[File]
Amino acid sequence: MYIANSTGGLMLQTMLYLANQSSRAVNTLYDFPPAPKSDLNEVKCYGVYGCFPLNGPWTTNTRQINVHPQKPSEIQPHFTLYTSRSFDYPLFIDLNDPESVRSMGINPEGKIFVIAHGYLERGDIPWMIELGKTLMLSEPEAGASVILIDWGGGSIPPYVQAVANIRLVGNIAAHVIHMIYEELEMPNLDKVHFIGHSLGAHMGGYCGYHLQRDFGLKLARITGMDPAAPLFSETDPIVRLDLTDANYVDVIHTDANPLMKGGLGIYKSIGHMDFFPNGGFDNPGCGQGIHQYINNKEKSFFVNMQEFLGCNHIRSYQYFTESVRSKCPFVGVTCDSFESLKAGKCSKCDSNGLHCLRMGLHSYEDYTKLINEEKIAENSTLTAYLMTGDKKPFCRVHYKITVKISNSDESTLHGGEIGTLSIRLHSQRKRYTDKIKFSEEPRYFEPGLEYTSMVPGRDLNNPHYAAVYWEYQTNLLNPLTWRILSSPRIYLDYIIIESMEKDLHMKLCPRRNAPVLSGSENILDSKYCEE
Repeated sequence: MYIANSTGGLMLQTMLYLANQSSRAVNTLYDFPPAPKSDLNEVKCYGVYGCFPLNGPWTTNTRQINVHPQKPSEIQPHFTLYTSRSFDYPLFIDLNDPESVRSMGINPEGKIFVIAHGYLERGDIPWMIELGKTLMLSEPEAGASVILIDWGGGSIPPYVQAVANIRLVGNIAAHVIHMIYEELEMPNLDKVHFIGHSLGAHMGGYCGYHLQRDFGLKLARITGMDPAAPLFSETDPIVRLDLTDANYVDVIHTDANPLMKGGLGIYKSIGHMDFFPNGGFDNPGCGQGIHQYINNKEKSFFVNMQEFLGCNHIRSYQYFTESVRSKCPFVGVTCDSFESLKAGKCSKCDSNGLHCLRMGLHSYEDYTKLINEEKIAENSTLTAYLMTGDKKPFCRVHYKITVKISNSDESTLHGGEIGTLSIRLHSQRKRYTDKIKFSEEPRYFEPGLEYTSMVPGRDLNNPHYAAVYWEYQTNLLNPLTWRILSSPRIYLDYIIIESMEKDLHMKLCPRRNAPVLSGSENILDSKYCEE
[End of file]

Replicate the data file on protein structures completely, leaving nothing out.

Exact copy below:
Amino acid sequence: MYIANSTGGLMLQTMLYLANQSSRAVNTLYDFPPAPKSDLNEVKCYGVYGCFPLNGPWTTNTRQINVHPQKPSEIQPHFTLYTSRSFDYPLFIDLNDPESVRSMGINPEGKIFVIAHGYLERGDIPWMIELGKTLMLSEPEAGASVILIDWGGGSIPPYVQAVANIRLVGNIAAHVIHMIYEELEMPNLDKVHFIGHSLGAHMGGYCGYHLQRDFGLKLARITGMDPAAPLFSETDPIVRLDLTDANYVDVIHTDANPLMKGGLGIYKSIGHMDFFPNGGFDNPGCGQGIHQYINNKEKSFFVNMQEFLGCNHIRSYQYFTESVRSKCPFVGVTCDSFESLKAGKCSKCDSNGLHCLRMGLHSYEDYTKLINEEKIAENSTLTAYLMTGDKKPFCRVHYKITVKISNSDESTLHGGEIGTLSIRLHSQRKRYTDKIKFSEEPRYFEPGLEYTSMVPGRDLNNPHYAAVYWEYQTNLLNPLTWRILSSPRIYLDYIIIESMEKDLHMKLCPRRNAPVLSGSENILDSKYCEE
Repeated sequence: MYIANSTGGLMLQTMLYLANQSSRAVNTLYDFPPAPKSDLNEVKCYGVYGCFPLNGPWTTNTRQINVHPQKPSEIQPHFTLYTSRSFDYPLFIDLNDPESVRSMGINPEGKIFVIAHGYLERGDIPWMIELGKTLMLSEPEAGASVILIDWGGGSIPPYVQAVANIRLVGNIAAHVIHMIYEELEMPNLDKVHFIGHSLGAHMGGYCGYHLQRDFGLKLARITGMDPAAPLFSETDPIVRLDLTDANYVDVIHTDANPLMKGGLGIYKSIGHMDFFPNGGFDNPGCGQGIHQYINNKEKSFFVNMQEFLGCNHIRSYQYFTESVRSKCPFVGVTCDSFESLKAGKCSKCDSNGLHCLRMGLHSYEDYTKLINEEKIAENSTLTAYLMTGDKKPFCRVHYKITVKISNSDESTLHGGEIGTLSIRLHSQRKRYTDKIKFSEEPRYFEPGLEYTSMVPGRDLNNPHYAAVYWEYQTNLLNPLTWRILSSPRIYLDYIIIESMEKDLHMKLCPRRNAPVLSGSENILDSKYCEE